What’s the Biggest Takeaway from the 11th Court Judge Campaign?
II had the opportunity to meet Marcia last summer and aid her in her campaign for judge. We would stand in the scorching hot August sun for 2 weeks every day at different local election sites, meeting candidates and voters. It was definitely one of the greatest learning experiences I’ve had. Marcia says that being part of that election was an experience of a lifetime because she got to know this community like she never has before. You’re essentially living in a bubble, and get to see Miami for what it is and the passion people have for politics which is contagious. Being a part of a campaign like this in the heart of the community she’s spent her whole life working with, really teaches you what it means to be a leader. I asked Marcia what her biggest takeaway from this experience was and she told me, “If you don’t put yourself out there, you’re never going to grow. You have to put yourself in uncomfortable positions.”
What’s a Case that has Impacted you the Most?
Of course, as someone who is a crime junkie and aspiring lawyer to be, I was dying to know what’s a case she considers to have impacted her. Towards the end of 2020, Marcia took to social media to ask people to donate if they can to the Medina Family. The Medina family hired Marcia, and she took on their case pro-bono. In October, Mr. Medina suffered a stroke at work that collapsed their world. After the stroke, Mr.Medina couldn’t work anymore. Mrs. Medina had to care for her husband and her job was not enough to help the family cover rent. As their attorney, Marcia was able to delay their eviction but during this short-lived victory, their electricity was cut off in their home. They couldn’t eat their food because it had spoiled, their daughter couldn’t attend an online school, and they had no heat. Marcia was able to file an Emergency Motion to get their electricity back. Through the power of social media and Marcia’s kind heart, Mrs. Medina was able to find a new and better job and Mr. Medina was able to find a connection to social security disabilities and Marcia was able to hand them a check of 1,187.70 from donations collected!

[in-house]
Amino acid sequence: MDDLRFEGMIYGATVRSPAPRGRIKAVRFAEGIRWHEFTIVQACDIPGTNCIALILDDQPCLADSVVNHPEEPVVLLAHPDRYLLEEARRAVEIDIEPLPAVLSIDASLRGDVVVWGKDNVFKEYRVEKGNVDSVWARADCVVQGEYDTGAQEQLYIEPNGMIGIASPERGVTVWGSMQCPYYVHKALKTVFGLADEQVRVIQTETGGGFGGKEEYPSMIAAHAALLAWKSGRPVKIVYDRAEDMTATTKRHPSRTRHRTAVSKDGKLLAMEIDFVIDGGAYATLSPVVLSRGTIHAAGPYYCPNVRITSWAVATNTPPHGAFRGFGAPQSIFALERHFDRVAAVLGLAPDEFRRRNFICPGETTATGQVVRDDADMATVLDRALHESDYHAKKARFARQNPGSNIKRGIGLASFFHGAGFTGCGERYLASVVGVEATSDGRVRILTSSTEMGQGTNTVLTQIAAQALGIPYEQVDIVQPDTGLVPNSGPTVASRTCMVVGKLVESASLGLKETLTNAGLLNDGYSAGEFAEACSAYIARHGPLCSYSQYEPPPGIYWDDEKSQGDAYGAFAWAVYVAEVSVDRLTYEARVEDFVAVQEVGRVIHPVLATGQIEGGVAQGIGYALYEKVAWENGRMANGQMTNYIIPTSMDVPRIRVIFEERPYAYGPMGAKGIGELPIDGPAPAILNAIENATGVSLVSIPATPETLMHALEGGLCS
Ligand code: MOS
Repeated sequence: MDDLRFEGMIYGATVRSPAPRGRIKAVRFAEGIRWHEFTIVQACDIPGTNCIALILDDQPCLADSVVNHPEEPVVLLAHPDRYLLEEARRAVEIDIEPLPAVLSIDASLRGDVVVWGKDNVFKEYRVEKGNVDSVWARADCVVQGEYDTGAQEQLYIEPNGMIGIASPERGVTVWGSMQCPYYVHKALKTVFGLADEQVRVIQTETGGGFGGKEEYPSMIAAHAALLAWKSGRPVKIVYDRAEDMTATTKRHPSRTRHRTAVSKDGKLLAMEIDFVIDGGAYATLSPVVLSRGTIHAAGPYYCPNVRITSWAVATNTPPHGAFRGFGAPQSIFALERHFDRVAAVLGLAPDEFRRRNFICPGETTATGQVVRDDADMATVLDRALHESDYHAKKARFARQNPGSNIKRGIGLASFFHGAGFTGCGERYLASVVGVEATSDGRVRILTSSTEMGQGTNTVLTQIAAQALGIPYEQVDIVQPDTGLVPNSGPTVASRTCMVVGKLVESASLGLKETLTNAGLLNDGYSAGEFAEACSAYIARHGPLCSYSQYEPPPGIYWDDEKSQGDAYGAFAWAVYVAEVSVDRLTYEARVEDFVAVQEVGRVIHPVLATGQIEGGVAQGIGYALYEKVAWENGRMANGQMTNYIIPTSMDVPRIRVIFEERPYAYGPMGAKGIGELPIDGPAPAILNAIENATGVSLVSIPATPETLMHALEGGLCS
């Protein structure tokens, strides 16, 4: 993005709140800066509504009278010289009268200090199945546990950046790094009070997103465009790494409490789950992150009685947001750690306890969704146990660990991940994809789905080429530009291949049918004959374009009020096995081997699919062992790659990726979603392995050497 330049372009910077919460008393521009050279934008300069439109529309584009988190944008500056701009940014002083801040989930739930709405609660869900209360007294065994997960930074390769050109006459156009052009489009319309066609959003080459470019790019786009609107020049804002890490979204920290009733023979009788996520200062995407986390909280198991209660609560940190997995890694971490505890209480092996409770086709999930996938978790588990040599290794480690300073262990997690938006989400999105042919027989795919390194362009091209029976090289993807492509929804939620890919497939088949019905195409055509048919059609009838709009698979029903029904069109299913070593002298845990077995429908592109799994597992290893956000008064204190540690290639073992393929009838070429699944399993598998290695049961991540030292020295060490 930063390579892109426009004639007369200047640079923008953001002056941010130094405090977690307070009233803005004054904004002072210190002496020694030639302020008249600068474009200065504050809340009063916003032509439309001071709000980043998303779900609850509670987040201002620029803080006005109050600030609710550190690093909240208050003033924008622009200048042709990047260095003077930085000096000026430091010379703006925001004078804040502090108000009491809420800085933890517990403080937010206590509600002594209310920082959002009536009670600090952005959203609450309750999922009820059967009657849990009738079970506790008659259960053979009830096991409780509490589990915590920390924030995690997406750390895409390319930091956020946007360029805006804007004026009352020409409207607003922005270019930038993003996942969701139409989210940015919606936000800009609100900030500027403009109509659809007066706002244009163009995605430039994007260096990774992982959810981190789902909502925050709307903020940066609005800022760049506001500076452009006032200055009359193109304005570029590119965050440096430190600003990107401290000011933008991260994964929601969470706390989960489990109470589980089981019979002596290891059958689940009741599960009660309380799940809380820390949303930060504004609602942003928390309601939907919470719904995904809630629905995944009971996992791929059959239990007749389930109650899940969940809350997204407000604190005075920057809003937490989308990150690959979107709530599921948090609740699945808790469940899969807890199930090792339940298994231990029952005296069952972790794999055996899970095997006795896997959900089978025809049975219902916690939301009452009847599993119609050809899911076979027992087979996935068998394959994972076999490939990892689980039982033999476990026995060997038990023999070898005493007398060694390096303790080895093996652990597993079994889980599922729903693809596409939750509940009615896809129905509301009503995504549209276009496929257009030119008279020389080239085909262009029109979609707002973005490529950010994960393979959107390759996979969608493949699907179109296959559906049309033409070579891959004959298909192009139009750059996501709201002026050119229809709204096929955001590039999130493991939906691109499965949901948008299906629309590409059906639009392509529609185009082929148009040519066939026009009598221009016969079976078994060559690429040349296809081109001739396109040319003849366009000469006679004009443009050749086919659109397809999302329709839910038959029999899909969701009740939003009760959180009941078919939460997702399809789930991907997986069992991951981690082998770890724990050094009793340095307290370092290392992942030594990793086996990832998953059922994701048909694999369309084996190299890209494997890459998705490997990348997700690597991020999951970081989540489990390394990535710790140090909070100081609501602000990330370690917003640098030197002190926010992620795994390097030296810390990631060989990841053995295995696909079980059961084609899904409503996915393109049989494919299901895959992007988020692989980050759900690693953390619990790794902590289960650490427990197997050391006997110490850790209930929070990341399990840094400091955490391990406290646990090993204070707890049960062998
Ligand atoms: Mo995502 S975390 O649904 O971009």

What’s the Toughest Part about Being a Lawyer?
The toughest part about being a lawyer is the pressure to get the best possible outcome for a client. Essentially, as an attorney your client is your boss, they pay you for the best possible outcome. However, sometimes in criminal cases, you can’t give your client the outcome they want, because of the facts of the case. That’s the toughest thing to get clients to understand.
Advice to Future Lawyers
I asked Marcia if she had any advice and tips for aspiring lawyers in the making (like myself) and this is what she said. Law school isn’t going to teach you what to do, it’s only going to teach you how to think differently. Think of law school as a 3-year delay. During law school, try to take many clinical workshops to see what you like or don’t like in order to figure out what you want to do. Don’t let one bad day make you want to quit, there’s going to be many bad days. Maintain your confidence. You will make mistakes in court, even the smartest people make mistakes. Don’t let your mistakes discourage you, no one’s perfect, this is how you grow. While you are learning, try to meet with as many lawyers in that practice as you can. As a young attorney, work for others and learn from them. You always have to set goals for yourself and think financially. Ask yourself: “ What do I want? And what is it going to take to get me there?”
You can find Marcia Hansen on the following social media platforms: